LSU Health New Orleans Public Health Expert say standard daylight time shift Sunday at 2 am can be unfavorable for some people

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Daylight saving time ends Sunday at 2 am and sleep experts say the annual shift in time can have adverse health effects on many people.  LSU Health New Orleans Public Health Expert Dr. Benjamin Springgate says sleep deprivation and mood disturbances are likely to increase.

“It does lead to some people having difficulty with their sleep habits. People who have naturally otherwise have difficulty sleeping may find this worsens during this time. Some people may also have worse mood.”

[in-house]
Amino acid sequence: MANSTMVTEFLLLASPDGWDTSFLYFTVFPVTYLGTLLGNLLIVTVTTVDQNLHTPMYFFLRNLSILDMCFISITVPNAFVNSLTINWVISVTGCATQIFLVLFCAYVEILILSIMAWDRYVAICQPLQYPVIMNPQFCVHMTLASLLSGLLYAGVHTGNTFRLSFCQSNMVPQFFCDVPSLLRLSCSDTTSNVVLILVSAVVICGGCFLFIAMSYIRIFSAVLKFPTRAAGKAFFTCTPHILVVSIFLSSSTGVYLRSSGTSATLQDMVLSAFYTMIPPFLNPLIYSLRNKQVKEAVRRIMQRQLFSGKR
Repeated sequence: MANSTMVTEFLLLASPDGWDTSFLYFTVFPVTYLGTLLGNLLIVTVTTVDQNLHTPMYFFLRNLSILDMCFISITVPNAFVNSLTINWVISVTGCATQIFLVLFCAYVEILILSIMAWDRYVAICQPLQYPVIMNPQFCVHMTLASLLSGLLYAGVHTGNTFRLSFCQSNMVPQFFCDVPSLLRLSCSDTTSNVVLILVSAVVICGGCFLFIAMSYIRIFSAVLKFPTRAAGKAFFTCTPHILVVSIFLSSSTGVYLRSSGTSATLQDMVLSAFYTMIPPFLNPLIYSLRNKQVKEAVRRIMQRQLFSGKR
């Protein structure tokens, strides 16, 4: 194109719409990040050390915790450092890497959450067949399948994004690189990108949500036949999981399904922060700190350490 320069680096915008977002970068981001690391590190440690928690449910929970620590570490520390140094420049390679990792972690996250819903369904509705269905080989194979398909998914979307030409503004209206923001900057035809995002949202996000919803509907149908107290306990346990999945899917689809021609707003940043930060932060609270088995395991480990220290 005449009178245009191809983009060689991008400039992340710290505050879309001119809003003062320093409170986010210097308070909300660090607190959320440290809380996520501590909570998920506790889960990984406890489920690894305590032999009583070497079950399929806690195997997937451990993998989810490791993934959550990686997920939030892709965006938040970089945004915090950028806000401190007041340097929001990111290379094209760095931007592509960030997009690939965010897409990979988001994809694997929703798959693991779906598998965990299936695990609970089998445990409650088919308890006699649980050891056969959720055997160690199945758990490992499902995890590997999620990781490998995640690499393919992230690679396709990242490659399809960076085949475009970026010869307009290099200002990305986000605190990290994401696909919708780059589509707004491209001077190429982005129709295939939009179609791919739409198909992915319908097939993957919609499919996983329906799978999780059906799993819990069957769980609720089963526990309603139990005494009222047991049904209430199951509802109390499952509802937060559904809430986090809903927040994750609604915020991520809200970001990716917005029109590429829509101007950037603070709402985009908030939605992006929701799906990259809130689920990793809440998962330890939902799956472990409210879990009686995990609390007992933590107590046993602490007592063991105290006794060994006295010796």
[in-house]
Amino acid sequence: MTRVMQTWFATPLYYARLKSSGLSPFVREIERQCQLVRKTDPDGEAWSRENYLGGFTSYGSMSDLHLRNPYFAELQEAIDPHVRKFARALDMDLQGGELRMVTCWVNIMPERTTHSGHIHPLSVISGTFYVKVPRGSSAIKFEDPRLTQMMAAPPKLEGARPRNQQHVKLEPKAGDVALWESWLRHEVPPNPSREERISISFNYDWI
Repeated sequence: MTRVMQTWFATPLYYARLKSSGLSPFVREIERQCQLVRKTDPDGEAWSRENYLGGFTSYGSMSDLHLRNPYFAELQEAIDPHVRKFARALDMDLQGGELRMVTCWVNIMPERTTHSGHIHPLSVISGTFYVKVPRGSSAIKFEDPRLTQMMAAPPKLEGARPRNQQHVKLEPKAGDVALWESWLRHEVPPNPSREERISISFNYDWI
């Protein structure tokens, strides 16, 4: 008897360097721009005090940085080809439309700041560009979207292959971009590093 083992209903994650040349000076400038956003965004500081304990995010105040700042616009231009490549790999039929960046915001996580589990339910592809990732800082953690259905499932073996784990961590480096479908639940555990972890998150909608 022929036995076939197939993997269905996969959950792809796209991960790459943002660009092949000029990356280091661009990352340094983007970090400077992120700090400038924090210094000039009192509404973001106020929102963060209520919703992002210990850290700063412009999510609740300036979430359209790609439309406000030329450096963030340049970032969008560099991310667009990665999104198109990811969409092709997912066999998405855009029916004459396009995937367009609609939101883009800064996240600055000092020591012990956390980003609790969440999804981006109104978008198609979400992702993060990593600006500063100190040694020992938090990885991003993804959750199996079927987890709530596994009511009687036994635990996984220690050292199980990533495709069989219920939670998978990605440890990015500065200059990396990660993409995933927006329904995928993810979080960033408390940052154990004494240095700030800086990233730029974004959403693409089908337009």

You’ll gain an extra hour of sleep as clocks are pushed back one hour.

A 2020 Current Biology study reveals more darkness during early morning commutes may contribute to an increased risk of traffic fatalities.  While sleep has an overall impact on your health, Springgate says not everyone is affected by the time change in the same way.

“A larger proportion will have, whether than having chronic problems will have a short term problem. Where over a couple of weeks period it may be difficult for them to fall asleep.”

Days will continue to get shorter with sunset scheduled for 4:40 p.m. when daylight saving time ends on Nov. 5. Springgate says a good night’s sleep is important for your well-being. He suggests keeping a regular sleep schedule.

“Trying to do things like not have caffenine before going to bed. Try to go to sleep at the same time every night. Don’t use screens before bed. These things help set our mind’s readiness to fall asleep and that can make a difference.”

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